$1.7b Queen Vic Market tower proposal referred for federal heritage review

$1.7b Queen Vic Market tower proposal referred for federal heritage review
Brendan Rees

A federal heritage review is under way for a controversial $1.7 billion development to transform the southern site of Queen Victoria Market.

The proposed project by developer Lendlease is to build a 49-level student accommodation tower, a 46-level residential apartment block and a 28-level office building, as well as an underground car park, and a public park at the site of the open-air car park.

The development, which received state government approval in March, as well as the green light from Heritage Victoria late last year, would be the largest urban renewal project undertaken by the City of Melbourne, which owns the market.

A spokesperson from the Department of Climate Change, Energy, the Environment and Water said the department was currently considering a referral from Lendlease for the Queen Victoria Market southern development project.

“Any action that is likely to have a significant impact on matters of national environmental significance, such as National Heritage places, must be assessed and approved under national environment law before it can proceed,” the spokesperson said.

The Queen Victoria Market is a National Heritage place and is protected under the Environment Protection and Biodiversity Conservation (EPBC) Act 1999. Protections under national environment law are a separate consideration to any obligations or approvals under state legislation.

Lendlease executive director of development Daniel Dugina said the development, known as Gurrowa Place, represented a “a significant urban renewal opportunity” for the site.

“Following planning and heritage approval received earlier this year, we have voluntarily referred the development to the Department of Climate Change, Energy, the Environment and Water to demonstrate that the design of Gurrowa Place respects and protects the heritage value of this landmark site,” he said.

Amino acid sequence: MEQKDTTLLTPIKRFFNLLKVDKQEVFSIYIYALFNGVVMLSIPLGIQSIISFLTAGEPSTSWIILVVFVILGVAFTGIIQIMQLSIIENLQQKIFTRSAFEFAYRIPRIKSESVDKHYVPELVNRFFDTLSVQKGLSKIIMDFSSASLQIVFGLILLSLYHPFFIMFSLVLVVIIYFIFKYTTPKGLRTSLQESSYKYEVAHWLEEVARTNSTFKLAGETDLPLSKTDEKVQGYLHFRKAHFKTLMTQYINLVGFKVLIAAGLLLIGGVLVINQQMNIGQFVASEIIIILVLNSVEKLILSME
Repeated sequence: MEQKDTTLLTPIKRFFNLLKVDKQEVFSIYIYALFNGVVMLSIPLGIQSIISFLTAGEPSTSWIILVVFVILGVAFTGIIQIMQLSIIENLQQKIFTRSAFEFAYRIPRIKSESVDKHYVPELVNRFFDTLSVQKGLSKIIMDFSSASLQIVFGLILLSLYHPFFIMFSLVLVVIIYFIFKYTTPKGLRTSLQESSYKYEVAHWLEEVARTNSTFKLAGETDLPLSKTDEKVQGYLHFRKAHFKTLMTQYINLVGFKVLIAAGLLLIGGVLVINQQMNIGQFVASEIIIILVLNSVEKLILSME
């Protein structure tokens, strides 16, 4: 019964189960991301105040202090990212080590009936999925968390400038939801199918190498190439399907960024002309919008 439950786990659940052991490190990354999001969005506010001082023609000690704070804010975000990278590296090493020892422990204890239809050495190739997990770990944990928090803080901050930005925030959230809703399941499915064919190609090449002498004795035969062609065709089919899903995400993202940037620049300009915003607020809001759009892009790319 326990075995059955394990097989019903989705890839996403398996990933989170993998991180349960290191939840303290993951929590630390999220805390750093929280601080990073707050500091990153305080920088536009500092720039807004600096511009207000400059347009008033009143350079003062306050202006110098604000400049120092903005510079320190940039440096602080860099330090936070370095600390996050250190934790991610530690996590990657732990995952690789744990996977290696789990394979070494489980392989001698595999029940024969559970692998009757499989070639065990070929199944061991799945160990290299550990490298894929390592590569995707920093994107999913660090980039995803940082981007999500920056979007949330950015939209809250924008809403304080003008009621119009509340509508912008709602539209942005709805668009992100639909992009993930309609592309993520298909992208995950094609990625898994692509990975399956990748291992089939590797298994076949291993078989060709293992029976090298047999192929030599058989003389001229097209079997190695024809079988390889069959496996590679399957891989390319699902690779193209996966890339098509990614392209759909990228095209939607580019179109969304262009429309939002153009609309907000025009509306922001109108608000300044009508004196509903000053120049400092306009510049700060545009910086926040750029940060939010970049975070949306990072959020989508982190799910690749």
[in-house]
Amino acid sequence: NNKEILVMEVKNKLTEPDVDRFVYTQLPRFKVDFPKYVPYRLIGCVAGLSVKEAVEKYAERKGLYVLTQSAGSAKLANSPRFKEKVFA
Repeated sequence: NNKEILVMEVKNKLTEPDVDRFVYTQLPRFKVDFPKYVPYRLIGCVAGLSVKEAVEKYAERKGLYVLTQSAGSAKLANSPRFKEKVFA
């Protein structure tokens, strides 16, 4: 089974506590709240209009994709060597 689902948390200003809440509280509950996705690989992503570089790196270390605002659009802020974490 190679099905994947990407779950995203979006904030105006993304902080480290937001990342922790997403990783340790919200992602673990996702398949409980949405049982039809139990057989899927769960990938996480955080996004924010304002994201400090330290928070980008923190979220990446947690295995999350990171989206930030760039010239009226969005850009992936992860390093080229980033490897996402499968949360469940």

Mr Dugina said the development would “revitalise this much-loved precinct with new public space, retail, office and housing while generating benefit for the community, city and project partners”.

The report on the review and whether “the action needs formal assessment and approval under the EPBC Act” is expected to be made on June 21.

“A decision on whether an action referred under the EPBC Act requires assessment is usually made within 20 business days of referral, if the developer has provided enough information to make that decision,” the department said.

The federal review has been welcomed by market supporters who hope the proposed development, bordered by Franklin, Queen and Peel streets, would be potentially reconsidered, saying it was a step in the right direction towards preserving the historical integrity of the market.

Friends of the Queen Victoria Market president Mary-Lou Howie said, “let’s hope we can rely on the rigour of our federal laws for heritage protection”.

“The City of Melbourne is betraying the people of Melbourne by trading the livelihoods of Vic Market traders and the survival of our nationally significant market for a huge development,” she said.

“It is seizing one third of the Vic Market, the market car park, as an event space and forecourt for the Lendlease high-rise towers.”

“Friends of Queen Victoria Market are delighted by the phenomenal response by the public and traders to the federal government referral process.”

The referral was published on the department’s website on May 23, with public comments open until June 7. •

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